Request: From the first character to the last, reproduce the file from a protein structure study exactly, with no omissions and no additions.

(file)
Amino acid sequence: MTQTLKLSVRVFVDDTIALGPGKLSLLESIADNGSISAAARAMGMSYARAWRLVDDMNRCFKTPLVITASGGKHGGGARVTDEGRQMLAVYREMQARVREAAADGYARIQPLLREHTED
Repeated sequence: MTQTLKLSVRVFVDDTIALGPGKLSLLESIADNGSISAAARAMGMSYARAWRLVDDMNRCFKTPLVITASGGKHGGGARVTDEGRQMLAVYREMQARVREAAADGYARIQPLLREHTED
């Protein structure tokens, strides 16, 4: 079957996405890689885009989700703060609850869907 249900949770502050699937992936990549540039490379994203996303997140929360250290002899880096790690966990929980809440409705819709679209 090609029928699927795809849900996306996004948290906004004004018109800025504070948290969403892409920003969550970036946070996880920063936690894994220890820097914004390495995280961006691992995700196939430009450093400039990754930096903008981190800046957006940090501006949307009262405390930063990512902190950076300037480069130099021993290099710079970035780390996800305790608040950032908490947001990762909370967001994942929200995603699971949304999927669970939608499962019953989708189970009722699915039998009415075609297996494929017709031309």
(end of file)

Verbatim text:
Amino acid sequence: MTQTLKLSVRVFVDDTIALGPGKLSLLESIADNGSISAAARAMGMSYARAWRLVDDMNRCFKTPLVITASGGKHGGGARVTDEGRQMLAVYREMQARVREAAADGYARIQPLLREHTED
Repeated sequence: MTQTLKLSVRVFVDDTIALGPGKLSLLESIADNGSISAAARAMGMSYARAWRLVDDMNRCFKTPLVITASGGKHGGGARVTDEGRQMLAVYREMQARVREAAADGYARIQPLLREHTED
């Protein structure tokens, strides 16, 4: 079957996405890689885009989700703060609850869907 249900949770502050699937992936990549540039490379994203996303997140929360250290002899880096790690966990929980809440409705819709679209 090609029928699927795809849900996306996004948290906004004004018109800025504070948290969403892409920003969550970036946070996880920063936690894994220890820097914004390495995280961006691992995700196939430009450093400039990754930096903008981190800046957006940090501006949307009262405390930063990512902190950076300037480069130099021993290099710079970035780390996800305790608040950032908490947001990762909370967001994942929200995603699971949304999927669970939608499962019953989708189970009722699915039998009415075609297996494929017709031309």